Archive for the ‘Stat. Graphics 101’ Category

Understanding Area Based Plots: Trellis Displays

This is the third and last post on area based plots. Area based was certainly true for tree maps and mosaic plots, but falls a bit short for trellis displays, such that the term “grid based” would be more suitable. Nonetheless, all three plot types use conditioning within their core definition and the layout of […]

Alpha Transparency explained

Once again the idea for this post was accelerated by a post on the JMP blog published some month ago. Alpha transparency was quite an eclectic feature in the mid 90s in statistics. I remember Ed Wegman visiting and presenting a video of what they accomplished with alpha transparency in parallel coordinates. The hardware they […]

Understanding Area Based Plots: Mosaic Plots

Mosaic Plots are the swiss army knife of categorical data displays. Whereas bar charts are stuck in their univariate limits, mosaic plots and their variants open up the powerful visualization of multivariate categorical data. But let’s start with an introductory example. The Titanic data is still the most convincing application of mosaic plots, though many […]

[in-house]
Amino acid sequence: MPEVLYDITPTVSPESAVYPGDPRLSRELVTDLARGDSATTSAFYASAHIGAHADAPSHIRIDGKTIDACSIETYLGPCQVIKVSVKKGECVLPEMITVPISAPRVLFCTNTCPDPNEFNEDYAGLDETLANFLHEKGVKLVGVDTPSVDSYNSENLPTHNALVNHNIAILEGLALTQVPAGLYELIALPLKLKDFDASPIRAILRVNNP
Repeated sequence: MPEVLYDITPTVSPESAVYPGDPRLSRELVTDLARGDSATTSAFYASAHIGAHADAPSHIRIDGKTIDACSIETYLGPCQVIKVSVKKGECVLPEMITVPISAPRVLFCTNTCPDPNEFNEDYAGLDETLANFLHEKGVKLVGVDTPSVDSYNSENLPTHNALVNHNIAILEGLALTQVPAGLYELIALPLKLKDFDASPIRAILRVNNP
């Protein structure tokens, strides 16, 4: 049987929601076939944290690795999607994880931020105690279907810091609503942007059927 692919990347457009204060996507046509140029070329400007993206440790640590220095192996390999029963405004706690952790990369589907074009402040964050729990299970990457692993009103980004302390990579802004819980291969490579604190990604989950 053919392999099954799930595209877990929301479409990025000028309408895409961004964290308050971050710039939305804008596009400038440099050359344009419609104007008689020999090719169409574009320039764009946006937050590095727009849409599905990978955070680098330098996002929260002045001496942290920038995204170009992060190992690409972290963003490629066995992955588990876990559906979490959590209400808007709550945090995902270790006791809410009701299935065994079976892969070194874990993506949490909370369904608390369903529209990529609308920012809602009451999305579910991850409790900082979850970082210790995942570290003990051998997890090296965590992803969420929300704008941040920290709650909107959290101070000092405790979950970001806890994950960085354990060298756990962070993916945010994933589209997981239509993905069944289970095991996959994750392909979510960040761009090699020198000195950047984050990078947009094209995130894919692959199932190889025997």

Understanding Area Based Plots: Tree Maps

Tree layouts are not too uncommon in statistics. CART is build upon tree hierarchies and random forrest uses these trees extensively. Area based plots like barcharts or histograms are also well understood by most statisticians. But when it comes to joining the two concepts – which will yield treemaps – many statisticians get somewhat lost. […]

statistical graphics 101: Histograms

It’s been too long since the last posting (on barcharts) in the teaching corner. This one will be on histograms. Histograms are often mistaken with barcharts. The fundamental distinction between the two is Barcharts show counts (or weights) for the discrete axis of a categorical variable Histograms show an approximation of the density function (if […]

statistical graphics 101: Barcharts

This month’s graphics is the Barchart. The barchart is used to visualize categorical data. It is often confused with the histogram, which can only be used if the data is continuous. The following barchart shows the distribution of all passengers of the Titanic according to their classes. All passengers who survived are highlighted in red. […]